That’s not to undersell the the tale those words tell, either. Kudos, in particular, to the localisation team, who manage to translate puns, language jokes and rhyming witnesses with aplomb. Ace Attorney has always delighted in both the macabre and the whimsical, and it skews both ways here: the narrative focuses primarily on a country, Khura'in, under a royalist regime where trials only hand down guilty verdicts, and lawyers are sentenced along with their clients. It’s dark, it’s bleak and it’s set on a much grander scale than ever before, with not just a lone client at stake, but a whole political system. The rebels vs royalists tension that underpins the main story is the defence vs prosecution argument writ large, a most epic examination of a question that’s been posed by the series since day one: what is true justice?
If that all sounds too much, then fear not, because at the other end of the spectrum, the melodrama is offset by unabashed silliness. One character muses “why do I always get the weird ones?”, in reference to the case’s witnesses, and they’re not wrong – there’s some deeply strange individuals to be found here, and each is animated with unparalleled charm and personality.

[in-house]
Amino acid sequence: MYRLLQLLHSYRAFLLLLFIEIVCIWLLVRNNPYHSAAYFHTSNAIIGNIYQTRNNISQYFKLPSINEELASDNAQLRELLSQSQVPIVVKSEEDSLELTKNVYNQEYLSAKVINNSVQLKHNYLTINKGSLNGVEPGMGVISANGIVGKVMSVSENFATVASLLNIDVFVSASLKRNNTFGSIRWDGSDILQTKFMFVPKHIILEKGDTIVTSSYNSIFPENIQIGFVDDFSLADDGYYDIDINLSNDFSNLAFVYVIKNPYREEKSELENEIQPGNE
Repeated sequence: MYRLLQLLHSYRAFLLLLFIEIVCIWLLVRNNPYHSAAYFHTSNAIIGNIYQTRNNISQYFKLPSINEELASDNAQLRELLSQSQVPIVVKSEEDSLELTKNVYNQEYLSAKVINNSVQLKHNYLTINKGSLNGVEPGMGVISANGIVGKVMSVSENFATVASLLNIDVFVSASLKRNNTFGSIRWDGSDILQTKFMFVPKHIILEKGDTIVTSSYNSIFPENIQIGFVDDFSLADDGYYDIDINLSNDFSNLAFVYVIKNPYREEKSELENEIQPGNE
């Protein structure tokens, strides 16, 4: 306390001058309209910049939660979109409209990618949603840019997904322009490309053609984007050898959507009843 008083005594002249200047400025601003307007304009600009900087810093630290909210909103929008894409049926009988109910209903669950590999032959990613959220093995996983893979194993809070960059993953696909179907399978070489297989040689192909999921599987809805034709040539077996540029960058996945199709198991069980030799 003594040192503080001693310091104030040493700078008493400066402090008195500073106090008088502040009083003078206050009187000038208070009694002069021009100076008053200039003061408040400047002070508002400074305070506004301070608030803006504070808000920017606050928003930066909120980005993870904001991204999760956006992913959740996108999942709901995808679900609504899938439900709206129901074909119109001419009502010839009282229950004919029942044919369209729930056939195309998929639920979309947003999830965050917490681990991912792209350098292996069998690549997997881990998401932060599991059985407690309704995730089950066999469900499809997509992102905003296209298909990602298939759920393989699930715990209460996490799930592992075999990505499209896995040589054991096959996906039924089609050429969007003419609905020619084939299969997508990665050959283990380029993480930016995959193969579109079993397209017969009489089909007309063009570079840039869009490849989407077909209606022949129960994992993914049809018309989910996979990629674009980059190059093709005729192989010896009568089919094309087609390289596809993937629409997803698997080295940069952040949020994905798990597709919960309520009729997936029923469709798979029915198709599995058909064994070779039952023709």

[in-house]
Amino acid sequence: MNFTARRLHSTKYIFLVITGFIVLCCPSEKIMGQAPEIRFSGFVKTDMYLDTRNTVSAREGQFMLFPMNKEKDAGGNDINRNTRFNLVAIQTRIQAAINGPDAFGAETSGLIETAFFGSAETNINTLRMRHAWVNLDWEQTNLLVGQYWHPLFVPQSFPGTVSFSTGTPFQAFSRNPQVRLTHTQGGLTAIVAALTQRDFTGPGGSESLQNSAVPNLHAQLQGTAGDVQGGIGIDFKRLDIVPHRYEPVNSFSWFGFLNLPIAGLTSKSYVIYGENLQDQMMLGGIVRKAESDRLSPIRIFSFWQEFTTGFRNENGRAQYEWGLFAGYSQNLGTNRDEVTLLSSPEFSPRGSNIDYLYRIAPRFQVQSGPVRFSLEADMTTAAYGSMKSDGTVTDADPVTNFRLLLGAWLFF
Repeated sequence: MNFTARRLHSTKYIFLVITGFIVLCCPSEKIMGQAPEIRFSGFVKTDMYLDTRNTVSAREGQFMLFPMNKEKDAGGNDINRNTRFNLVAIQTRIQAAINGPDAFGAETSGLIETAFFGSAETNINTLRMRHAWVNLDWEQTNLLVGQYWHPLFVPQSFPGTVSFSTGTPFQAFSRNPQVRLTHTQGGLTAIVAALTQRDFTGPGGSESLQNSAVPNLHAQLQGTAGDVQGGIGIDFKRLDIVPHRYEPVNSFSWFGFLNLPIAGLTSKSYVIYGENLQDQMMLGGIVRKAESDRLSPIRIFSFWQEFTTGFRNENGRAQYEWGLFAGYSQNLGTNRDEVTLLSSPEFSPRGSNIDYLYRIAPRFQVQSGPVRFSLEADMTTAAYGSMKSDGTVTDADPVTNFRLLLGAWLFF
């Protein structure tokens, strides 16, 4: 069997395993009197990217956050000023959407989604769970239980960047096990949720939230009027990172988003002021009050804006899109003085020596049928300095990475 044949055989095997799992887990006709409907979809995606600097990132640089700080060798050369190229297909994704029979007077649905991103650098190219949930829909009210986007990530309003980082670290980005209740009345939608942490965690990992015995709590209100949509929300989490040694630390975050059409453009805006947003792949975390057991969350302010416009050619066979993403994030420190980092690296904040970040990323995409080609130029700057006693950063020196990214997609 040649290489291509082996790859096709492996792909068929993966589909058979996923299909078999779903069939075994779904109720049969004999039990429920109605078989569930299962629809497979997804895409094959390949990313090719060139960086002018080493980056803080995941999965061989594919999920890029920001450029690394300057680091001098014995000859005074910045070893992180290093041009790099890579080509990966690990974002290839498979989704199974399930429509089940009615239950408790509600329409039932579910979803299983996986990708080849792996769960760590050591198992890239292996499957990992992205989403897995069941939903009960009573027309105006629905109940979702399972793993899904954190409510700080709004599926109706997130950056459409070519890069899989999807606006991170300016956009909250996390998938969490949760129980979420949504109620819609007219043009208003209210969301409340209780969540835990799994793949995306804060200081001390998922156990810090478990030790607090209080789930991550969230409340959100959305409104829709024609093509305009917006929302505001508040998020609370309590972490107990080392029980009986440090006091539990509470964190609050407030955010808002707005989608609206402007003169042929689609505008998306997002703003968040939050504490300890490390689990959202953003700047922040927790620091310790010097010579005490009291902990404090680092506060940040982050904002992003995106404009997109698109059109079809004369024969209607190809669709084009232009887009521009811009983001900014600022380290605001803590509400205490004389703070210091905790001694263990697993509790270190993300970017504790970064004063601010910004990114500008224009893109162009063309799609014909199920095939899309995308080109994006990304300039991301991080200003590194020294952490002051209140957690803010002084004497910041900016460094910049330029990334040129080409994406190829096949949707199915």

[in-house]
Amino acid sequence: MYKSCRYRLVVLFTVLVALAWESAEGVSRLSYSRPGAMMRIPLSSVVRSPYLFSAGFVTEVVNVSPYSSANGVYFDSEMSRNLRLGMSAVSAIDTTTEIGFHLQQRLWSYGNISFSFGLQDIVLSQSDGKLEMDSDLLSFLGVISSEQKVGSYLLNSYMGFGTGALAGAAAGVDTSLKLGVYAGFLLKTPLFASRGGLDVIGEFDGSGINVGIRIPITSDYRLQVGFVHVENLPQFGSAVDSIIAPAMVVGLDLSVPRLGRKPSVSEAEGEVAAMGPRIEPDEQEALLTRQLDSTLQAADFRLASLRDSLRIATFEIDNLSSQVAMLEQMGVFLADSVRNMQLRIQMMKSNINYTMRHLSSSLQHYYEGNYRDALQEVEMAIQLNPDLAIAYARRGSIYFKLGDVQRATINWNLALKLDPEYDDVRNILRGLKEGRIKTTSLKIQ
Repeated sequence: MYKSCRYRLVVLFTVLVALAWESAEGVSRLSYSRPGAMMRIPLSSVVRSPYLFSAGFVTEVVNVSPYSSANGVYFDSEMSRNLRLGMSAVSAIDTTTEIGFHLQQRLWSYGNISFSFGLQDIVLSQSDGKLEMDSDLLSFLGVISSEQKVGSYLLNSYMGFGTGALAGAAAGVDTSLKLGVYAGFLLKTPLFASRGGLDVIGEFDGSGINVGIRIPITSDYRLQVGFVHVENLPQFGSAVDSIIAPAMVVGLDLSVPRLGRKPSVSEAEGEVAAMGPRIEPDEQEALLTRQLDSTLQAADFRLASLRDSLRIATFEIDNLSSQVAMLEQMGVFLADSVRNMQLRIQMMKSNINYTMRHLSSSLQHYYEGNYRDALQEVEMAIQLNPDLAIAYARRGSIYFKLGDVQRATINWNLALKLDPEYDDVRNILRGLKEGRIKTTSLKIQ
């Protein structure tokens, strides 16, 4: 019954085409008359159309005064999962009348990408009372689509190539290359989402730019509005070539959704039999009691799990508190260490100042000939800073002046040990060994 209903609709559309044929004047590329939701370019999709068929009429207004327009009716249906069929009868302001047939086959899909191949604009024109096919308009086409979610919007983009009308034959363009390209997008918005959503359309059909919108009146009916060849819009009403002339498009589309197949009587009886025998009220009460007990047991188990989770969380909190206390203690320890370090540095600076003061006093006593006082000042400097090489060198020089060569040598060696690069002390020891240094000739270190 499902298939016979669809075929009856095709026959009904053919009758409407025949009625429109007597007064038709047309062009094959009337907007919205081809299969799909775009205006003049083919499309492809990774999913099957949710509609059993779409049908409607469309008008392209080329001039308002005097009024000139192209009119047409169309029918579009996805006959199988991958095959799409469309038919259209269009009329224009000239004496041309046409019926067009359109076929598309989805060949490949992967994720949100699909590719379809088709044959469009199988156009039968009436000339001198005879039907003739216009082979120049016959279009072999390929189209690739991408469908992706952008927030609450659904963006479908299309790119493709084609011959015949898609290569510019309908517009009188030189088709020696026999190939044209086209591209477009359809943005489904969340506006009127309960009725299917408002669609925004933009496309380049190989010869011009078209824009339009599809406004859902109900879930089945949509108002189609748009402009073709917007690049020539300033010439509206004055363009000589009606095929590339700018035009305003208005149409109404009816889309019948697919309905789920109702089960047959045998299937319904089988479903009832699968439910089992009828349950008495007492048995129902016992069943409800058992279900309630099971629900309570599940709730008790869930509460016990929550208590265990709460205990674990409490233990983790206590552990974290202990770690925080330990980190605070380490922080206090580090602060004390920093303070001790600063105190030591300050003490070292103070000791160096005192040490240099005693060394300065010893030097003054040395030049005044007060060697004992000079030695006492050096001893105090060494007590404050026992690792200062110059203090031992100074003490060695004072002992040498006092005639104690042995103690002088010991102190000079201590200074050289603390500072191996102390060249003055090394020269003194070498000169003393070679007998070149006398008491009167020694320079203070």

All of this is a sign of a team that’s grown confident to carve its own path, after years in the shadow of Takumi’s seminal trilogy. Where those original games almost always ended cases with epic temper tantrums from the cornered evildoer, here cases sometimes resolve in unexpected ways, sometimes more melancholy than triumphant. Tellingly, the fan service is much lighter here, too: references to previous games never feel shoehorned in, as they have on previous occasions, often taking the form of subtle nods to the seasoned fan, rather than familiar face after familiar face. Instead of constant callbacks, it takes time to show how the characters have changed, grown up, evolved, giving even more depth and credibility to already well fleshed-out characters. Stepping into Athena and Apollo’s shoes is almost nostalgic, feeling like a return to Wright’s rookie days, as he’s now much less flappable – a confident, seasoned lawyer, as he should be at this point in his career.